Artificial intelligence and how it is leading farmers into the technological future is the focus of episode five in the AgTech Revolution series, the multipart documentary produced by Lightbridge Productions, exploring agriculture's digital transformation.
KPMG director of digital agribusiness Michael White said AI offered plenty of potential to the farming sector.
"In an agricultural sense, it's got enormous potential in terms of machine-based learning algorithms that might predict crop yields, and manage water allocations and fundamentally drive those efficiency gains moving forward," he said.
Deloitte partner and co-lead agrifood transformation and circularity Ben van Delden said AI could make anyone a coder.
"If you don't know how to code, generative AI is enabling us to put in a problem statement - a request if you like - and tools like ChatGPT will translate that into code," he said.
"So you and I can become software coders to develop a solution to a problem that we inherently understand."
Food Agility CRC chief scientist Prof David Lamb said AI will help the process of decision making but won't replace human know-how.
"To hand the process of a decision to a machine, irrespective of the amount of data that goes in, there is a confidence element that you miss," he said.
"Artificial intelligence will play a big role in decision making but I wouldn't hold my breath waiting for it to make day-to-day farm-based decisions without a producer yet.
And how do farmers know AI is being used constructively and there's no dangers from its usage?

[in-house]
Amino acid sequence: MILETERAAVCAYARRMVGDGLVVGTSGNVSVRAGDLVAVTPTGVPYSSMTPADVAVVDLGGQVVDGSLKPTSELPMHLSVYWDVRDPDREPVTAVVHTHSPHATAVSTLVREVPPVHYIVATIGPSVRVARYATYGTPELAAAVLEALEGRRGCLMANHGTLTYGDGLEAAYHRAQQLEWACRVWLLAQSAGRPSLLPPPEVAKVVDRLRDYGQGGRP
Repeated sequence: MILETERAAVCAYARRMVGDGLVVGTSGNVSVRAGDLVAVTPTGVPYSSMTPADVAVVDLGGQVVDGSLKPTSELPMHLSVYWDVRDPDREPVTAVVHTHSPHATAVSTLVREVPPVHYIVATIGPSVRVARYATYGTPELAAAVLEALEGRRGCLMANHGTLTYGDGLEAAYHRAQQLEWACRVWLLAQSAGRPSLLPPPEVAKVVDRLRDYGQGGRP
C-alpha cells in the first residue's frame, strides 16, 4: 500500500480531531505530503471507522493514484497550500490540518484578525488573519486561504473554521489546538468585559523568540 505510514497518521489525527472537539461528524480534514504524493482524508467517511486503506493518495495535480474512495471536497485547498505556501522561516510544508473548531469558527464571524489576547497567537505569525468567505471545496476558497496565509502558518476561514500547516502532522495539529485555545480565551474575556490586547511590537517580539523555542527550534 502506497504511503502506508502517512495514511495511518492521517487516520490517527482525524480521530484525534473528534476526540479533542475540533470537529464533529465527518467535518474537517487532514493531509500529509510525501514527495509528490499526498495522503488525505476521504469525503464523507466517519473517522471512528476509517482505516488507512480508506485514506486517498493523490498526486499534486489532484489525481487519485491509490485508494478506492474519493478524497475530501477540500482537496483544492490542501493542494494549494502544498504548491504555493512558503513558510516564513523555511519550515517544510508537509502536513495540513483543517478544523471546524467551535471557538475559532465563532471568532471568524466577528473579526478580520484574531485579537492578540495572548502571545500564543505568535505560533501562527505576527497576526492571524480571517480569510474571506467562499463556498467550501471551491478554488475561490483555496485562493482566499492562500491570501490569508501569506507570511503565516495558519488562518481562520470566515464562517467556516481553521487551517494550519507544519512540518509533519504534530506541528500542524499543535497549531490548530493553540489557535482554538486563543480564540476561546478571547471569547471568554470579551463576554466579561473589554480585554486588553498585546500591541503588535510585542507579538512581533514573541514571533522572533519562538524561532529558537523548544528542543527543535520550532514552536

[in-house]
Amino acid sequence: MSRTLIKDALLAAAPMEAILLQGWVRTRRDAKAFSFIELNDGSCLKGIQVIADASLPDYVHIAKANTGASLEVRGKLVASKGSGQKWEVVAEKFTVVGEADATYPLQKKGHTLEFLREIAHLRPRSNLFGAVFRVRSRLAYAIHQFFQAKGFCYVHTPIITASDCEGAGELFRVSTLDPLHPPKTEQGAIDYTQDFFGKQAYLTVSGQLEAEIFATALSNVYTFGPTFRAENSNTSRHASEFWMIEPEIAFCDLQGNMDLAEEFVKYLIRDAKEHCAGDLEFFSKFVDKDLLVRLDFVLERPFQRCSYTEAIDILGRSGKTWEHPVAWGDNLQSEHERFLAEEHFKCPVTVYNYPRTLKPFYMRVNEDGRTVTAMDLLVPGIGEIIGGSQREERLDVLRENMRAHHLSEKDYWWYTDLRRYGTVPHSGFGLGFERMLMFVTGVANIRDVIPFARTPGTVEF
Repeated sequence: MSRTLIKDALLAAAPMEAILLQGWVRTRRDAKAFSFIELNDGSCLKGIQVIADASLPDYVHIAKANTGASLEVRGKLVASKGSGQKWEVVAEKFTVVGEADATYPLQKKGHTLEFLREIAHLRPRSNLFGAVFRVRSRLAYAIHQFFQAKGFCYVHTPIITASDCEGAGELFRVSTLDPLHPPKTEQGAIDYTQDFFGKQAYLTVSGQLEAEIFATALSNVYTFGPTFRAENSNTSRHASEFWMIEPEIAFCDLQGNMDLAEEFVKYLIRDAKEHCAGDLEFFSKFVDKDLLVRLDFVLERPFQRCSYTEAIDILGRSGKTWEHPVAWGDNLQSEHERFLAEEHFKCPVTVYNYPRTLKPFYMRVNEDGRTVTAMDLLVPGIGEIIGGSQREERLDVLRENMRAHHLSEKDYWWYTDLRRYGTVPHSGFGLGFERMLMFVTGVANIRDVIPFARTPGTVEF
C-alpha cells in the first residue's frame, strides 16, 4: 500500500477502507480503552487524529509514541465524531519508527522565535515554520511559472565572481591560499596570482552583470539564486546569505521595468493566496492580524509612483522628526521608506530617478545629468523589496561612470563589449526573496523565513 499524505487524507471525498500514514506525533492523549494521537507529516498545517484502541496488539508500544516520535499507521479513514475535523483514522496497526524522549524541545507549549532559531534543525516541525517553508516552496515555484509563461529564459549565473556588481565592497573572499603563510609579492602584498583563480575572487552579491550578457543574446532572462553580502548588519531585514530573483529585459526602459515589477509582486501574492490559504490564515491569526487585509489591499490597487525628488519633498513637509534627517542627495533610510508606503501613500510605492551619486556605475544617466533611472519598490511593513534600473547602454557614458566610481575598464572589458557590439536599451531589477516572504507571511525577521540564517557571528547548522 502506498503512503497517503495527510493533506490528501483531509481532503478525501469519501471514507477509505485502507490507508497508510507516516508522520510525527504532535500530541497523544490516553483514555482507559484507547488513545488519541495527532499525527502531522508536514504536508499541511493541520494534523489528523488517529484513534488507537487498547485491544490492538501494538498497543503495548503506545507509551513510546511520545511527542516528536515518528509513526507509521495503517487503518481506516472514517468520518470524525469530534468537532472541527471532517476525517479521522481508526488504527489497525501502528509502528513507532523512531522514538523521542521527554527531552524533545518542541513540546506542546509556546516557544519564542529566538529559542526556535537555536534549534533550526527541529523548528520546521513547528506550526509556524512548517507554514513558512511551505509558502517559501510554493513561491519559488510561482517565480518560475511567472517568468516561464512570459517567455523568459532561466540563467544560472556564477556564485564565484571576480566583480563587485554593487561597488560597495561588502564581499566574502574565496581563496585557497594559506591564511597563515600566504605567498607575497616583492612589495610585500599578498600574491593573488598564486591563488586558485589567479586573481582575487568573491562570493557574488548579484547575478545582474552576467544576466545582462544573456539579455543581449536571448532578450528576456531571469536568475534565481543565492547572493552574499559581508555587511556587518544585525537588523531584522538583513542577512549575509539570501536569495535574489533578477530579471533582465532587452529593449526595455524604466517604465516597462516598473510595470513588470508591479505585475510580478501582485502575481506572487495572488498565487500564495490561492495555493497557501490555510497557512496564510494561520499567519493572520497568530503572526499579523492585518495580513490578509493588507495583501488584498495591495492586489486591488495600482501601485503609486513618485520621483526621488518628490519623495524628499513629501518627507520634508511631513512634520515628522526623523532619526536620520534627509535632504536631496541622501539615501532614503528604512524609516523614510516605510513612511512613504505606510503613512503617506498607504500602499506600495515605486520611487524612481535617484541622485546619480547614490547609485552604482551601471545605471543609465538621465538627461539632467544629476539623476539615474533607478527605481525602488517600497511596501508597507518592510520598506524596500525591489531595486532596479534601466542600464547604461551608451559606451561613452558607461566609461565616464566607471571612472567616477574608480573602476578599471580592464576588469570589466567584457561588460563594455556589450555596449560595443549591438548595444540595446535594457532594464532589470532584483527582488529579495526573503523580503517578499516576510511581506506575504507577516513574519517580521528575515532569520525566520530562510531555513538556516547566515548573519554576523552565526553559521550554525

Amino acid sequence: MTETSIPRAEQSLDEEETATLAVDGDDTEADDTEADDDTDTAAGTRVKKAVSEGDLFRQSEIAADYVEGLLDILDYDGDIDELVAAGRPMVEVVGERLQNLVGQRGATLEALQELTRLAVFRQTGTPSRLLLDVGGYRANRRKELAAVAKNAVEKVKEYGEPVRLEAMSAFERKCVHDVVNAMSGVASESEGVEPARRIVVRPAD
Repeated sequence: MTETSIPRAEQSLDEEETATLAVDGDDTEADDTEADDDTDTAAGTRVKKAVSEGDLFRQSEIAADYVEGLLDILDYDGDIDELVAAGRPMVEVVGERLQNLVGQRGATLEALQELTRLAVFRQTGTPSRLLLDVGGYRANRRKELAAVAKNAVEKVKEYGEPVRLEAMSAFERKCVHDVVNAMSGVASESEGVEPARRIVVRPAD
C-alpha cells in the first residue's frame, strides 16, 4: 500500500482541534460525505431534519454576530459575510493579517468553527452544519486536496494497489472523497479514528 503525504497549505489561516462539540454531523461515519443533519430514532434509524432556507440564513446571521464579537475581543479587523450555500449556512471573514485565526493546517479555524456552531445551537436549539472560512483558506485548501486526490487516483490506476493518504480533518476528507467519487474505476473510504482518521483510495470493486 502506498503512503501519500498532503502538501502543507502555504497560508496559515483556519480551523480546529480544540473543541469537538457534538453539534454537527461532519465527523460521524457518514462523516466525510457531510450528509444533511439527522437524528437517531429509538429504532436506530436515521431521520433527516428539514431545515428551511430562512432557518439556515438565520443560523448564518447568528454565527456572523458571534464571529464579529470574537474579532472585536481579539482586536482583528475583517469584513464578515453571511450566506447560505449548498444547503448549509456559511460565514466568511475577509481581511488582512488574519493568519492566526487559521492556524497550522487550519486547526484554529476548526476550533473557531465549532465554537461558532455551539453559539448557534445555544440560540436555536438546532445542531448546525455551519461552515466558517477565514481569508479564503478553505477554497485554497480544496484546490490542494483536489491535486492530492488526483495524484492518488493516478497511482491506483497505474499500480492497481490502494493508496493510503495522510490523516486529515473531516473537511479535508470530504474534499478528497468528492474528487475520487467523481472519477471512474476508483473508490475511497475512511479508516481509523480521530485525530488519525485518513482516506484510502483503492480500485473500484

Australia recently signed up to the Bletchley Declaration, an international agreement on the regulation of AI.
Minister for Industry and Science Ed Husic said it signalled Australia's commitment to work with the international community to ensure AI was developed with the right guardrails in place.
"We are all clear on the immense potential for AI to do a lot of good in the world," he said.
"It can drive huge growth in our productivity, help us to better predict bushfires and support better diagnosis and early detection of disease.
"But there are real and understandable concerns with how this technology could impact our world.
"We need to act now to make sure safety and ethics are in-built. Not a bolt-on feature down the track."
University of Adelaide Australian Institute for Machine Learning director Professor Simon Lucey said it was vital that Australia was an active player in shaping global AI policy.
"The Bletchley Declaration is a promising step in that direction," he said.
"Some of the most challenging fundamental problems in AI research are directly related to how it can be deployed in a safe and trusted manner.
"The Bletchley Declaration reinforces the need for our country to legislate where we need to, and invest where we must, to ensure the benefits of the AI revolution for all Australians.
"Australia's university-led AI research sector is truly world-class, and a real asset for the country."
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